That said, why do we do political lobbying? Do we really think a majority of Episcopalians (rather than the not very representative highly politicized deputies to GC) really support the myriad niche political positions that get proposed and voted on?

And do we really only get one chance every three years to see the list? How on earth does OGR do effective work on emerging issues in between GCs if they are only empowered to lobby based on GC resolutions?

Honestly, I think this stuff makes a few people feel useful, but in the end it's only political lobbying.

What Michael Russell said suits me fine for the agenda for GC.

Sorry not to make an original contribution, but why make the effort when Michael has already done the work for me? :-)

June Butler

Dave and Derek,

You are right, in the end it is only political lobbying. But political lobbying is what turns our government these days. When General Convention puts together a resolution like 2006-A017 which outlines what the Convention can agree would constitute a just Comprehensive Immigration Reform, it helps us be better advocates. (Resolution at:

I have lobbied with EPPN and ecumenical partners here in Washington, and our policy helped educate lawmakers about the situation facing members of my congregation who are undocumented. Articulating a political stance helped representatives of the Episcopal Church describe what we think God's commandment to "honor the stranger among you" means for us today.

I think more people would "feel useful" if they signed up to lobby WITH Episcopal Public Policy Network rather than dismissing their work out of hand. Getting emails in your mailbox every month that explain how to be involved in advocacy with your church, give you phone numbers for calling your representatives and sample letters, is a great way to start. I hope you'll consider signing up to be a political advocate for the Kingdom of God with your Church:

Dave and Derek, yes, OGR relies upon General Convention authorization in order to work on issues. This, as Jim points out, is so that they are not working on their own initiatives or taking but are representing the church.

This means indeed that they OGR is unable to address issues that come up in the meantime. Sometimes, if a previous resolution and the principles that underlie it can be very clearly and quite defensibly stretched a bit, then they will address a topic. Most times not.

Our three-years wait can be a source of frustration for staff sometimes, and for our traditional coalition partners who would love for us to sign onto and work for certain initiatives. But that is the price of our fairly conservative (in the small "c" sense) process for deciding what we support and oppose.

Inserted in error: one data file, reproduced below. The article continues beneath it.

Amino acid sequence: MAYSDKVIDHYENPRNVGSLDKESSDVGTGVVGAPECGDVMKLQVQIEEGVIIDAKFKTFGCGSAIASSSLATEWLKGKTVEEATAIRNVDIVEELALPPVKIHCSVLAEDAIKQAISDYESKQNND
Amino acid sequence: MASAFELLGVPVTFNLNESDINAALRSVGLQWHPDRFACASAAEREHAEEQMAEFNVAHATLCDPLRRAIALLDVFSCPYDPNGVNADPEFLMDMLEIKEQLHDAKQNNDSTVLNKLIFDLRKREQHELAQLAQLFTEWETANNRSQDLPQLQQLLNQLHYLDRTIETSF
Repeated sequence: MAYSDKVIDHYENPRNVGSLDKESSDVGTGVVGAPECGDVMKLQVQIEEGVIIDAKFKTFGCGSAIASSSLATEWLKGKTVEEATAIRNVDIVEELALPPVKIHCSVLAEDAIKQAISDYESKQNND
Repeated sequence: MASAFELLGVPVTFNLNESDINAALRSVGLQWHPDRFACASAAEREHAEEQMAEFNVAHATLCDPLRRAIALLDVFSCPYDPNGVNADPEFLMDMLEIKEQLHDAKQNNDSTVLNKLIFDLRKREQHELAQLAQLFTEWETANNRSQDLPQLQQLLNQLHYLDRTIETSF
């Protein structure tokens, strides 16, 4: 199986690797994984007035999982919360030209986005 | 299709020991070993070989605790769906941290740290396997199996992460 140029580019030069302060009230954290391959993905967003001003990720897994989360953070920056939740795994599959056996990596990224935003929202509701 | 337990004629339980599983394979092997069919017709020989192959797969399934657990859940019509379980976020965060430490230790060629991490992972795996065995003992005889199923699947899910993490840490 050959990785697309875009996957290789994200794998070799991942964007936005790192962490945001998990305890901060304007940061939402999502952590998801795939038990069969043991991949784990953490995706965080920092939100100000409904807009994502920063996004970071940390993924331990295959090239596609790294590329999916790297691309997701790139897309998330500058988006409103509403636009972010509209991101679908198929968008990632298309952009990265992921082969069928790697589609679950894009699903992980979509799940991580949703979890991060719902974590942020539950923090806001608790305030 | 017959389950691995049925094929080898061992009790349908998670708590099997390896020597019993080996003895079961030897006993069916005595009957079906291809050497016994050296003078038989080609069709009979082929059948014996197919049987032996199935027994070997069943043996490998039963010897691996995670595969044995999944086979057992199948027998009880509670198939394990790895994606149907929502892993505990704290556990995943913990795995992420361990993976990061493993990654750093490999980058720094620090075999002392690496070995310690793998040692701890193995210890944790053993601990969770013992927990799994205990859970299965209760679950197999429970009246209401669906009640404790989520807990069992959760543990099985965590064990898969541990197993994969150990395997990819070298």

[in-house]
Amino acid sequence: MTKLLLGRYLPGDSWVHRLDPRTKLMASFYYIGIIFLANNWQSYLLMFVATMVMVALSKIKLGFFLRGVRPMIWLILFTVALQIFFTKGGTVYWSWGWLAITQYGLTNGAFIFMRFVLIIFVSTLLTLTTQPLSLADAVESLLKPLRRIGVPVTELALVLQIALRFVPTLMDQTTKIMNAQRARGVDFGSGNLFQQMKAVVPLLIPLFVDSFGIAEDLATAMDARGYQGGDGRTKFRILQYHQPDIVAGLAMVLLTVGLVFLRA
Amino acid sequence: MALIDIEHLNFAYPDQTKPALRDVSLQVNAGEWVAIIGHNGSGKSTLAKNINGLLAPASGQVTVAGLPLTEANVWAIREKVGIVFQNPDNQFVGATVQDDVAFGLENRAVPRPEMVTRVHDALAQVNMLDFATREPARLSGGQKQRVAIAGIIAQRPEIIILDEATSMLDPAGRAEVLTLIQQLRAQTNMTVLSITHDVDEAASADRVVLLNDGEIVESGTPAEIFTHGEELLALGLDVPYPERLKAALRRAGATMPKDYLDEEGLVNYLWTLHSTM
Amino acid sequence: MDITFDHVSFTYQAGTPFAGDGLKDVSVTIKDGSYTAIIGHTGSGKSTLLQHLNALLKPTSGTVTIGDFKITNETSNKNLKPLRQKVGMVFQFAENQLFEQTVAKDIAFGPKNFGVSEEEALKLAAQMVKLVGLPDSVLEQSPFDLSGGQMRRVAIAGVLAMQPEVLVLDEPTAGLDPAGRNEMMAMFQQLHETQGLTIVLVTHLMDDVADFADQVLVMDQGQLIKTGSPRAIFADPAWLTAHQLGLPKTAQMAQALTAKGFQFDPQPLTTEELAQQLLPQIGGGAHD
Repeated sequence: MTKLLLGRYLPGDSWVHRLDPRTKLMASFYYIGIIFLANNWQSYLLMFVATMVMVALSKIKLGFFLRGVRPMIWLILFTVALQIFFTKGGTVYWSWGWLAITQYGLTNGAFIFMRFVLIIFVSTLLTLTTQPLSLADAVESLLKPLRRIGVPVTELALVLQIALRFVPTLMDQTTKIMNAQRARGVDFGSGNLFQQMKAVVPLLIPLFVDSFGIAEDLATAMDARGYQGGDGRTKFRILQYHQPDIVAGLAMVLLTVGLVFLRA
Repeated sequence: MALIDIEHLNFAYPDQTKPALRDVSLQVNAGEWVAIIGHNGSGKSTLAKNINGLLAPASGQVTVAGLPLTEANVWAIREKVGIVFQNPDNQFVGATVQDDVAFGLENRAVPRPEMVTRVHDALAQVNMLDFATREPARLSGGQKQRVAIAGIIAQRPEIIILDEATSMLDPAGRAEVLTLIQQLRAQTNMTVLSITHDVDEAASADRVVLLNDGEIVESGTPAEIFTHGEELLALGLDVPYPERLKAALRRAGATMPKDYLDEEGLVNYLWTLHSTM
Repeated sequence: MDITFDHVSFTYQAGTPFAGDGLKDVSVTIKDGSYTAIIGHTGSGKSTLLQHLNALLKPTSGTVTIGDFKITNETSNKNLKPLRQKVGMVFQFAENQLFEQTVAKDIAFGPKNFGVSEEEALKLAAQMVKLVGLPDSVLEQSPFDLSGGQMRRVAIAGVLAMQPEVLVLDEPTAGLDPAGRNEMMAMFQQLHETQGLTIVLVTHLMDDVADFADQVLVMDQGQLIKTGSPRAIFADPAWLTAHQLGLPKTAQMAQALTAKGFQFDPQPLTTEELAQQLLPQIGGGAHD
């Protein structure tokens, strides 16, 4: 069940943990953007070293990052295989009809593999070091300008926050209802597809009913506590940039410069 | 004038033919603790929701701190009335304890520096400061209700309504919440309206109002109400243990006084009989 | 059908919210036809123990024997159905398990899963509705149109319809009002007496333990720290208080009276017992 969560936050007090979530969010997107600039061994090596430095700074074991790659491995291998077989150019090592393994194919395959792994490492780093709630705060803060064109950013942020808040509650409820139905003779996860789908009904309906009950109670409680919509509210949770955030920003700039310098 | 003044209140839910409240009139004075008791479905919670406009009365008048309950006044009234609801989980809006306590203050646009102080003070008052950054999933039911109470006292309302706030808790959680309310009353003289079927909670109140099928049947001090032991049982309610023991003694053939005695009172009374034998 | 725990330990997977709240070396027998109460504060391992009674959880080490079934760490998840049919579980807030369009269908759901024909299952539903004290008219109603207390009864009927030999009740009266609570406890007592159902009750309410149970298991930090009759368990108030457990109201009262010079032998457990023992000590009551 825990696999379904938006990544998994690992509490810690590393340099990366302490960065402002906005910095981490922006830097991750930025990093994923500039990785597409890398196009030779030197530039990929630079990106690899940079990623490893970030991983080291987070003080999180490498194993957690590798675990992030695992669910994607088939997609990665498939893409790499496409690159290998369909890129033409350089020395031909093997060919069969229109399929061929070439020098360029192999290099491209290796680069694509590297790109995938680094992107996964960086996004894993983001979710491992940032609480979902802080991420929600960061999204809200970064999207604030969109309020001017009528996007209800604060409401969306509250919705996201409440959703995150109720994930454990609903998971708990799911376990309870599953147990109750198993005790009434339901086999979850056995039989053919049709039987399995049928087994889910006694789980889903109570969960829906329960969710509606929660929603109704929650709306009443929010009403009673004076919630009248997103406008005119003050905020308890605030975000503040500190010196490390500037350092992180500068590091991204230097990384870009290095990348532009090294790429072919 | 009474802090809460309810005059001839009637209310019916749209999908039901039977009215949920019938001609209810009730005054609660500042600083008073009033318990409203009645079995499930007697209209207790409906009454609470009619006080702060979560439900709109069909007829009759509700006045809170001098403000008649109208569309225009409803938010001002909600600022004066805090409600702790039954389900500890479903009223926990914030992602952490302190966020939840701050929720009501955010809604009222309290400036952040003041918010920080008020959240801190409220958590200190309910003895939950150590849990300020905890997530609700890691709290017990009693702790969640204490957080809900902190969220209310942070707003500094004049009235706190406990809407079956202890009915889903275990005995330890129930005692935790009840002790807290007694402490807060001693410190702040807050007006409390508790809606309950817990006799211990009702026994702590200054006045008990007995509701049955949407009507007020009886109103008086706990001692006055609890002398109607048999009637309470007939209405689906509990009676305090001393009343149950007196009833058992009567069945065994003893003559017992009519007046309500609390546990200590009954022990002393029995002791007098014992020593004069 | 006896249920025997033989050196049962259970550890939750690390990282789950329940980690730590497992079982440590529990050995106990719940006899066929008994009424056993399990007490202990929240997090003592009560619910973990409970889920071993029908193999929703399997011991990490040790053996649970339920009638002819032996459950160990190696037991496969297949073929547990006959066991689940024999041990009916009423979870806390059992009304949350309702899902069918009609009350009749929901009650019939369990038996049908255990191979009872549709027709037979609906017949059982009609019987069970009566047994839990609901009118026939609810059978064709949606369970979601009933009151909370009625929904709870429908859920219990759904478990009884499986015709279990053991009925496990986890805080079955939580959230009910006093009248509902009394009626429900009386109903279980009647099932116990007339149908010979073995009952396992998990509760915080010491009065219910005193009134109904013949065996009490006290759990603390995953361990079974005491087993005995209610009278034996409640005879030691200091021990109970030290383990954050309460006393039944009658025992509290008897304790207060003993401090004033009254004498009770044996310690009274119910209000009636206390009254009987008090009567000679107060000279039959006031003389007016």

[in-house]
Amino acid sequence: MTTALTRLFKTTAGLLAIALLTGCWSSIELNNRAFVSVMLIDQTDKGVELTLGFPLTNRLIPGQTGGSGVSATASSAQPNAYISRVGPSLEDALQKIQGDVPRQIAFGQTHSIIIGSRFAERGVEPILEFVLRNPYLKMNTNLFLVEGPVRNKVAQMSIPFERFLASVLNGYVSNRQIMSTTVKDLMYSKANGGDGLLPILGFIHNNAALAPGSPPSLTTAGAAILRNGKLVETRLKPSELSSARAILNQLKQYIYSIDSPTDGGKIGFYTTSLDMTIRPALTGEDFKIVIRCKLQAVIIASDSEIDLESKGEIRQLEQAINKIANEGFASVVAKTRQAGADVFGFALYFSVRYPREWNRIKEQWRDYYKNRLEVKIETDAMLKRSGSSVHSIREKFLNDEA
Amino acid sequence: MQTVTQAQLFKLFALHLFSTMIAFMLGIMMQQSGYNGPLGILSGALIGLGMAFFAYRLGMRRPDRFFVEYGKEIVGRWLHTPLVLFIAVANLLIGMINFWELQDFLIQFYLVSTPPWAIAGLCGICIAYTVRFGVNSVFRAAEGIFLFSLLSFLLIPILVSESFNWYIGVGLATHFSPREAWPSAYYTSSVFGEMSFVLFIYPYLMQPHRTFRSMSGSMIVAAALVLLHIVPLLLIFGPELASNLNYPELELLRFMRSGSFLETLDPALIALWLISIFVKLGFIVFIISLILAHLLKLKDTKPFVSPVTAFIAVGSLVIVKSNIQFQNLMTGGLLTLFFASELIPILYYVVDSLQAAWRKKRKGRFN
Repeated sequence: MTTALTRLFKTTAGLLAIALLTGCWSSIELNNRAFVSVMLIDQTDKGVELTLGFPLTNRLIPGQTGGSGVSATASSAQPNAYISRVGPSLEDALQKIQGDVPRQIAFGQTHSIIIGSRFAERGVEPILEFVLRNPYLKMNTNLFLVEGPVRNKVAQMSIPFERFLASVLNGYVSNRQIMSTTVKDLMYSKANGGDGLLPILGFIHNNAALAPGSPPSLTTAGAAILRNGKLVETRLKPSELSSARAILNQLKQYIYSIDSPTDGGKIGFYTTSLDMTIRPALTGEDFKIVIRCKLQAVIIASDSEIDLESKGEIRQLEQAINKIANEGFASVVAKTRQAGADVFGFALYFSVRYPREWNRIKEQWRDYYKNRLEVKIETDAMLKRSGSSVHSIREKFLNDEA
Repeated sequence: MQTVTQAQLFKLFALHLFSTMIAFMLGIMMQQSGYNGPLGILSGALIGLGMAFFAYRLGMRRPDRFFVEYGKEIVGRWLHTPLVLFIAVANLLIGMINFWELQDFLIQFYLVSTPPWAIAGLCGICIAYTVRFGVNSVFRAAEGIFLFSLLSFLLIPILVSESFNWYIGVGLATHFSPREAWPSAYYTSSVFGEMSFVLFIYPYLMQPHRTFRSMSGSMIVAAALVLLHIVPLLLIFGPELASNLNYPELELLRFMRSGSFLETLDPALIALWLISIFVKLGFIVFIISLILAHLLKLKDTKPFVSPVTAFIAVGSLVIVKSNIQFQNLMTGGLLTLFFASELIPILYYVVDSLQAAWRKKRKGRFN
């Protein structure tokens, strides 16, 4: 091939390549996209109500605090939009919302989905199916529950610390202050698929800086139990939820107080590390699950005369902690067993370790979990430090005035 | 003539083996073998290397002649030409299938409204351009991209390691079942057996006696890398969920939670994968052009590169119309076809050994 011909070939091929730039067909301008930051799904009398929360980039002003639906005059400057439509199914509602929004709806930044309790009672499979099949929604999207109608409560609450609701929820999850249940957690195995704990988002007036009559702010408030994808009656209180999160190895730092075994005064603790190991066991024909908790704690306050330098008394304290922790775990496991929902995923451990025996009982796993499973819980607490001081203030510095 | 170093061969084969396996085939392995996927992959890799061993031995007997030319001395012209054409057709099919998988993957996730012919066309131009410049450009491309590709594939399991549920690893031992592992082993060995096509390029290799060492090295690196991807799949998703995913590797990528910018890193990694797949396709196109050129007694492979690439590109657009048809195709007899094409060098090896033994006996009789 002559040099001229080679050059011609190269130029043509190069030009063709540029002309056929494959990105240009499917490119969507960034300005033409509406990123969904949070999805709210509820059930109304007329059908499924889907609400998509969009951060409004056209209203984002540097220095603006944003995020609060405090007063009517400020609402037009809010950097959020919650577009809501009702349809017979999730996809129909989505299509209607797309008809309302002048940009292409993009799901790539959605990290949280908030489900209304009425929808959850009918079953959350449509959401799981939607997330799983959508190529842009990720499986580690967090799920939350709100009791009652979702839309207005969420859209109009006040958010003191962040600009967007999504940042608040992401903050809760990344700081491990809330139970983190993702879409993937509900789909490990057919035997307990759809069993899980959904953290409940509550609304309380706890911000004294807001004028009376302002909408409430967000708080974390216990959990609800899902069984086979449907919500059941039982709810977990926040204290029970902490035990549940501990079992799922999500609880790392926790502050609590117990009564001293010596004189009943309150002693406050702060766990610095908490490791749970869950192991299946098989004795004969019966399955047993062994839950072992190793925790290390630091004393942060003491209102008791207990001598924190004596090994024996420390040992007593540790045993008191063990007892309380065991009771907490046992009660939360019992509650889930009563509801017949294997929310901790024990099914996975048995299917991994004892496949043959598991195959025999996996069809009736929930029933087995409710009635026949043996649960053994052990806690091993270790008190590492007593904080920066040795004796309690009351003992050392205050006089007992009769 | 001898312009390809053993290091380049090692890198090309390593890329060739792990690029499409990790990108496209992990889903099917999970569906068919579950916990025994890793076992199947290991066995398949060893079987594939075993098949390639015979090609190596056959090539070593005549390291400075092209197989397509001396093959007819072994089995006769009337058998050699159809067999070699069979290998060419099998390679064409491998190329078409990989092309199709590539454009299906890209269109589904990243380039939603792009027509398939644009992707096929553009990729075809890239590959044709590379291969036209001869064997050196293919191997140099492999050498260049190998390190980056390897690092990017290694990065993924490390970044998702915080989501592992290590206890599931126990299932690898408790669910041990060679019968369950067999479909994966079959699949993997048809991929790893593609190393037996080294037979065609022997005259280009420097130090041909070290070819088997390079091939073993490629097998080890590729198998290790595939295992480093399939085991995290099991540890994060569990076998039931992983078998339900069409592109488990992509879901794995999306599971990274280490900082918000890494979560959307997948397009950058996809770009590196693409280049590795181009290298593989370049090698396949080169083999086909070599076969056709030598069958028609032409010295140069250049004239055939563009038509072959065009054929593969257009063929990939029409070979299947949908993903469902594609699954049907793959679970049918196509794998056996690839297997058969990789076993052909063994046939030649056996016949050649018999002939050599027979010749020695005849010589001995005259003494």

That speaks to Dave's other question about whether GC resolutions represent the church. Each resolution has to pass muster with both deputies and bishops at the legislative committee, and then pass in the exact same form on the floors of the HoD and HoB. And in the HoD, anything controversial gets sent to a "vote by orders," which means it must pass by around 70% of the vote, more or less.

What this means in practice is that really controversial issues can take triennia to pass. Issues on which the church is very clear--for example, the death penalty and immigration--will pass in multiple forms over triennia.

The only way to make sure that any resolution represented the popular vote in the pews would be to scrap our representative process for some kind of ballot measure process. As a resident of California, where our state budget is a complete mess because of ballot measures gone wild, I'm a skeptic of how well this can work in real life.

I don't understand why "politics" or "political lobbying" has such a bad name, if it is done based on biblical principles, prayerful consideration of the issues at hand, and in a transparent manner. Even more so when we lift our voice with our faith partners on issues that we share. NOT to speak up is in the face of injustice is equally a political decision, as many have pointed out, not least Bonhoeffer and Martin Luther King, Jr.

The death penalty and immigration are issues we have addressed in concert with other churches. Of course President Obama's recent announcement of a partial and temporary DREAM Act was based in political considerations, e.g., the Latino vote. I would argue though that the moral force of the essentially American but immigrant kids all over the country who risked outing themselves publicly and spoke up as undocumented, combined with the moral voice of many religious leaders and churches who anchor the immigrant reform movement, did help the cause. We provide moral courage and a countervailing voice to scapegoating.

OGR does its work incredibly effectively. They share small offices in the Methodist building near the Capitol. They collaborate directly (on staffing) with the ELCA. They work in coalitions and figure out the most effective way to use our voice. They also do lots of work behind the scenes, as Jim points out, bringing our Anglican overseas partners to meetings with American officials. We are lucky to have them. Reading the commentary here though, I think they don't toot their own horn enough in all their efficiency and coalition-building.